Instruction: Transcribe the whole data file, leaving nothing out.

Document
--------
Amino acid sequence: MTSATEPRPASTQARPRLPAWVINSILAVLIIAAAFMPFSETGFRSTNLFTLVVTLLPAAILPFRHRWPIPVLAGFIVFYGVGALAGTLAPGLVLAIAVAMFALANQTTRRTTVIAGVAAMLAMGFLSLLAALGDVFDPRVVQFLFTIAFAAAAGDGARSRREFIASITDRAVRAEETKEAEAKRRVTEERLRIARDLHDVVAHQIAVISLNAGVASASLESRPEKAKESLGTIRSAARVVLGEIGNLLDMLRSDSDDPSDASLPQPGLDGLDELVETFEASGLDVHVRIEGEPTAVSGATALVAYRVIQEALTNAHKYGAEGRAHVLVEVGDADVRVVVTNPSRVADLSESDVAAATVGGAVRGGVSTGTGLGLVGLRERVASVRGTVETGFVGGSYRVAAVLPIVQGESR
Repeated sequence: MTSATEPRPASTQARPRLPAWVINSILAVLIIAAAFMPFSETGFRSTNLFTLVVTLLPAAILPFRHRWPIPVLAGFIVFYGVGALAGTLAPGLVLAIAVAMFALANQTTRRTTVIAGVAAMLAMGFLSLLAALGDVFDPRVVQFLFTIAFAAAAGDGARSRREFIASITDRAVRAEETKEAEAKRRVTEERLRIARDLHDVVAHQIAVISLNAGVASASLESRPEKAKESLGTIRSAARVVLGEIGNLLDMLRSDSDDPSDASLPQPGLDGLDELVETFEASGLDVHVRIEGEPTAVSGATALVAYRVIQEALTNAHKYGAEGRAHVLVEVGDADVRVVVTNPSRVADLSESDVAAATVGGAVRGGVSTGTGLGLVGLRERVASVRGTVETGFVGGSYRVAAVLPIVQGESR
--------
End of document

Amino acid sequence: MTSATEPRPASTQARPRLPAWVINSILAVLIIAAAFMPFSETGFRSTNLFTLVVTLLPAAILPFRHRWPIPVLAGFIVFYGVGALAGTLAPGLVLAIAVAMFALANQTTRRTTVIAGVAAMLAMGFLSLLAALGDVFDPRVVQFLFTIAFAAAAGDGARSRREFIASITDRAVRAEETKEAEAKRRVTEERLRIARDLHDVVAHQIAVISLNAGVASASLESRPEKAKESLGTIRSAARVVLGEIGNLLDMLRSDSDDPSDASLPQPGLDGLDELVETFEASGLDVHVRIEGEPTAVSGATALVAYRVIQEALTNAHKYGAEGRAHVLVEVGDADVRVVVTNPSRVADLSESDVAAATVGGAVRGGVSTGTGLGLVGLRERVASVRGTVETGFVGGSYRVAAVLPIVQGESR
Repeated sequence: MTSATEPRPASTQARPRLPAWVINSILAVLIIAAAFMPFSETGFRSTNLFTLVVTLLPAAILPFRHRWPIPVLAGFIVFYGVGALAGTLAPGLVLAIAVAMFALANQTTRRTTVIAGVAAMLAMGFLSLLAALGDVFDPRVVQFLFTIAFAAAAGDGARSRREFIASITDRAVRAEETKEAEAKRRVTEERLRIARDLHDVVAHQIAVISLNAGVASASLESRPEKAKESLGTIRSAARVVLGEIGNLLDMLRSDSDDPSDASLPQPGLDGLDELVETFEASGLDVHVRIEGEPTAVSGATALVAYRVIQEALTNAHKYGAEGRAHVLVEVGDADVRVVVTNPSRVADLSESDVAAATVGGAVRGGVSTGTGLGLVGLRERVASVRGTVETGFVGGSYRVAAVLPIVQGESR